Most career advice isn’t very helpful.
Follow your passion but take the safe route but remember that you’re lucky to even have a job…
I say this as someone who has sought out career advice on countless occasions throughout my professional life from a wide range of sources.
The reason giving and/or receiving career advice is so difficult is because very few people have a “normal” career path. Trying to emulate what someone else did to get where they are most likely won’t get you to the same place.
Plus there’s the fact that so much of what transpires career-wise can be impacted by unexpected relationships, networks, decisions, or the randomness of life. I would never have dreamed starting a blog would change the course of my career but here I am.
On this week’s podcast, Michael and I discussed a reader question about hitting the reset button on your career in asset management. I get a lot of questions like this sent to my inbox. I also get a lot of questions from those just starting out in the industry or from college students or people looking to start a business and the list could go on.
I try to offer some perspective based on my experience or what I’ve read or advice I’ve received from others. Many people over the years have followed up with how things have worked out (both good and bad).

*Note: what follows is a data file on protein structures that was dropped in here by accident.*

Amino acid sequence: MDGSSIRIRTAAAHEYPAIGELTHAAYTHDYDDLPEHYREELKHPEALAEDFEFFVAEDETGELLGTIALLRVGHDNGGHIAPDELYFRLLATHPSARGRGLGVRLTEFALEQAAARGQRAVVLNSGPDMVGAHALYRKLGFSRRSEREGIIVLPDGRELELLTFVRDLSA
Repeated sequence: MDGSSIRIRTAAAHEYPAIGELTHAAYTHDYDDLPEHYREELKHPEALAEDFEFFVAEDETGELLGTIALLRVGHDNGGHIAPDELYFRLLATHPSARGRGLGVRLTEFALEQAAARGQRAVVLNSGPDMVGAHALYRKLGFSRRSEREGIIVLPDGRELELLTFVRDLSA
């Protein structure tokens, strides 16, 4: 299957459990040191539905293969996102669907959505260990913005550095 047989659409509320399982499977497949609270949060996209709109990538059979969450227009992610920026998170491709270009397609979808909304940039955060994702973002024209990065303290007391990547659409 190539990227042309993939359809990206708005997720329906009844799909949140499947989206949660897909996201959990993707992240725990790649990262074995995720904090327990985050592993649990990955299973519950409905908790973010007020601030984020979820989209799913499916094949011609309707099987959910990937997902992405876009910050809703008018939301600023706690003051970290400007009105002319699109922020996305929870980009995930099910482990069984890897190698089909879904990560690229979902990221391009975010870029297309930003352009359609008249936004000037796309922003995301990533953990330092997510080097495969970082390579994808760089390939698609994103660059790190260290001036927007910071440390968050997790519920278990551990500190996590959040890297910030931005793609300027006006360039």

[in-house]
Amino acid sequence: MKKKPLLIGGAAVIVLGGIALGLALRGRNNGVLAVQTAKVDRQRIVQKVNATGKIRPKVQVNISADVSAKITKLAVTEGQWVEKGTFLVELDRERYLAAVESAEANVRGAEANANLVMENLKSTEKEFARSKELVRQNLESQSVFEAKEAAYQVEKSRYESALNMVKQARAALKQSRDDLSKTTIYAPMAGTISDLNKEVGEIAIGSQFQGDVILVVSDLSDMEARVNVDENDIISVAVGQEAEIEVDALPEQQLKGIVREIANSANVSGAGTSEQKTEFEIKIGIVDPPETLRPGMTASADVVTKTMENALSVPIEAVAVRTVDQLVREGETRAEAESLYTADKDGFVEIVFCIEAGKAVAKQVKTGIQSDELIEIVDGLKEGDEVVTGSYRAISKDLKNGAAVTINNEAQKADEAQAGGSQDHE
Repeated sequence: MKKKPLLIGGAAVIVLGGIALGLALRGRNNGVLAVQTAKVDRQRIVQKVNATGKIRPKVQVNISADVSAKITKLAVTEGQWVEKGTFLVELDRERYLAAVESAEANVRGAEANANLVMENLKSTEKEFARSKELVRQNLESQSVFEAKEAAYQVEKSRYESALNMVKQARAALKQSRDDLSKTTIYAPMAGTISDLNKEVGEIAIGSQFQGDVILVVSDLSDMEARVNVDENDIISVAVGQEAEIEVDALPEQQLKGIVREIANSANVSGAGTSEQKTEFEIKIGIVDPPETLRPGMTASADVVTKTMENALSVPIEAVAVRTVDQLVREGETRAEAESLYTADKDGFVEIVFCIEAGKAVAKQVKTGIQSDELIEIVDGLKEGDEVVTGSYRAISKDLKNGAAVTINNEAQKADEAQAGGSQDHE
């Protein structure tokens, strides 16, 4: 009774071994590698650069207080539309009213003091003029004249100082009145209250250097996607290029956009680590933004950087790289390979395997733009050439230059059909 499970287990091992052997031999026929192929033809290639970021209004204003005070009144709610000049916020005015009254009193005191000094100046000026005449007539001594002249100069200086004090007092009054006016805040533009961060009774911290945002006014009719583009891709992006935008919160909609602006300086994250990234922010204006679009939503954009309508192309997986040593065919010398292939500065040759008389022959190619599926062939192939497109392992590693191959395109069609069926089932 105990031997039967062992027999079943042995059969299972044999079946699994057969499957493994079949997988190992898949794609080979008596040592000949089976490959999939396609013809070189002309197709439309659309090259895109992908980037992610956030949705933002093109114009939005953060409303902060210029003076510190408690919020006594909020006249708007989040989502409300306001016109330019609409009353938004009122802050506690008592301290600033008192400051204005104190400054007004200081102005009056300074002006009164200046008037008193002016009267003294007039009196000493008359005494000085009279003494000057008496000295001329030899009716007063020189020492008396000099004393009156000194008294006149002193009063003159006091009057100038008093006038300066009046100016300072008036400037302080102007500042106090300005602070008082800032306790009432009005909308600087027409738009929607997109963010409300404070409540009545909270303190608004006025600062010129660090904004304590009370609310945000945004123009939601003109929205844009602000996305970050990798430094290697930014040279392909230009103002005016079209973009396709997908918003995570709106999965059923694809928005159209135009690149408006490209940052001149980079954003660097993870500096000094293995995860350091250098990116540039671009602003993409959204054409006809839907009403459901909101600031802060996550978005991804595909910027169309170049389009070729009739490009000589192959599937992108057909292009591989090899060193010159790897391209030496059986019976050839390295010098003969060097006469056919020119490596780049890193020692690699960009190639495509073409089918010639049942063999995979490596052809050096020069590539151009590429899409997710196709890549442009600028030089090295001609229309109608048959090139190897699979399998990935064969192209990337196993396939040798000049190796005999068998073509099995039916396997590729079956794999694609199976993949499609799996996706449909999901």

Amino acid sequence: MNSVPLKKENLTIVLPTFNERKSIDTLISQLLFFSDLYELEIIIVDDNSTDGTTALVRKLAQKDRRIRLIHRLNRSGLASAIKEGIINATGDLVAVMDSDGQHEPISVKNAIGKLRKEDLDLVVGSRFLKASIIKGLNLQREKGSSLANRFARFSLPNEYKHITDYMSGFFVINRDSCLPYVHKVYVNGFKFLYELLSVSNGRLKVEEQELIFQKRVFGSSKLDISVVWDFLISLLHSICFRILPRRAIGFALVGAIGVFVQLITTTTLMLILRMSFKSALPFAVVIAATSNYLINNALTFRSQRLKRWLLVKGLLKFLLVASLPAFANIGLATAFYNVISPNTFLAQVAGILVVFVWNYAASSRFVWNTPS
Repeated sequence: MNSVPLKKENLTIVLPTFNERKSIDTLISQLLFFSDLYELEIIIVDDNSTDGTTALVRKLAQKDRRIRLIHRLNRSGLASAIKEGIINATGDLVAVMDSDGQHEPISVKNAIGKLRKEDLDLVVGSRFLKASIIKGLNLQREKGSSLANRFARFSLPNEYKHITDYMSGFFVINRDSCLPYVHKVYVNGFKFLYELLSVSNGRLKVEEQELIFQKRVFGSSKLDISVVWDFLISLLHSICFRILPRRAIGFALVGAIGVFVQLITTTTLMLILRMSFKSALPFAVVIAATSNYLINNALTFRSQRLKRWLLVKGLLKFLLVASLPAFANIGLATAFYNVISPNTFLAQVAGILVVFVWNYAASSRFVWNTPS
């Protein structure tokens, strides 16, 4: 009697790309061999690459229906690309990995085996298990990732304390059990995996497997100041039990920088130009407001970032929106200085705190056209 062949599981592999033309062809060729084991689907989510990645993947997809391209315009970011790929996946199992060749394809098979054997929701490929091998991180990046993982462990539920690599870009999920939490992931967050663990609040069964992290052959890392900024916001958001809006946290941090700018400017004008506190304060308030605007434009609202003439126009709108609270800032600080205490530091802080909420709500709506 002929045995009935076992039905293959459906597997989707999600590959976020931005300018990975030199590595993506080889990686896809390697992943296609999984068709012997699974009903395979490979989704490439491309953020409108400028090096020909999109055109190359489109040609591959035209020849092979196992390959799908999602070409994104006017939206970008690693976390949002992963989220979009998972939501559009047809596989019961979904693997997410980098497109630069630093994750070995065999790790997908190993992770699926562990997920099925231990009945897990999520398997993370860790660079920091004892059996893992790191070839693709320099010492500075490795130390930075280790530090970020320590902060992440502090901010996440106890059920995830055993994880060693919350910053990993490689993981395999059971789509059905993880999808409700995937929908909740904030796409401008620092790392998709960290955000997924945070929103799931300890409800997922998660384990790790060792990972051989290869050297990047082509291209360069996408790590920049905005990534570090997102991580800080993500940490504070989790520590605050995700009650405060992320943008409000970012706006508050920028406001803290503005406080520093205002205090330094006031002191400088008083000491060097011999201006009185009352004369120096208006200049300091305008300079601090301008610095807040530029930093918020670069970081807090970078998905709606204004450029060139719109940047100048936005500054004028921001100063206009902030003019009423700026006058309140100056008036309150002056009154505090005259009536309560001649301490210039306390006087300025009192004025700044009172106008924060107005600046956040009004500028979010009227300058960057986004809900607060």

So while I’m no expert, here are a few nuggets I’ve shared over the years based on what I’ve learned:
Don’t try to precisely plan out your career. I always hated the ‘Where do you see yourself in five years?’ question in job interviews. Life is too unexpected to be able to answer this question. Trying to make specific things happen by a certain date or point in your life is a great way to set yourself up for disappointment in the future. In five years the best I can hope for is that I look back at myself and realize how much more I had to learn (and repeat that every five years).
Passion is overrated. I’ve learned passion is something you can grow into. I’ve grown passionate about the markets and writing over the years but my foray into this stuff didn’t begin as a passion project. Passion tends to follow good results.
Don’t try to copy someone else’s career. Sure, you could invert someone else’s career to figure out how they got to where they are (and where you’d like to be). But trying to copy what someone else did in their career is like posting selfies on Instagram and assuming it makes you one of the Kardashians. You have to understand more than what decisions people made to get where they are. You have to understand the reasoning behind those decisions:
- Why they took a pay cut to work for a certain firm.
- Why they decided to switch industries.
- Why they chose a training program at a huge firm at the outset of their career.
- Why they decided to take a risk to start their own business.
There are no bad jobs when you’re just starting out. Most young people starting out in the workforce are miserable because they’re not working for their dream company or doing exactly what they’d like with their career. Sometimes this stage in your career is where you learn what you don’t want to do or the types of people you don’t want to work with. The process of elimination can be useful early on in your career.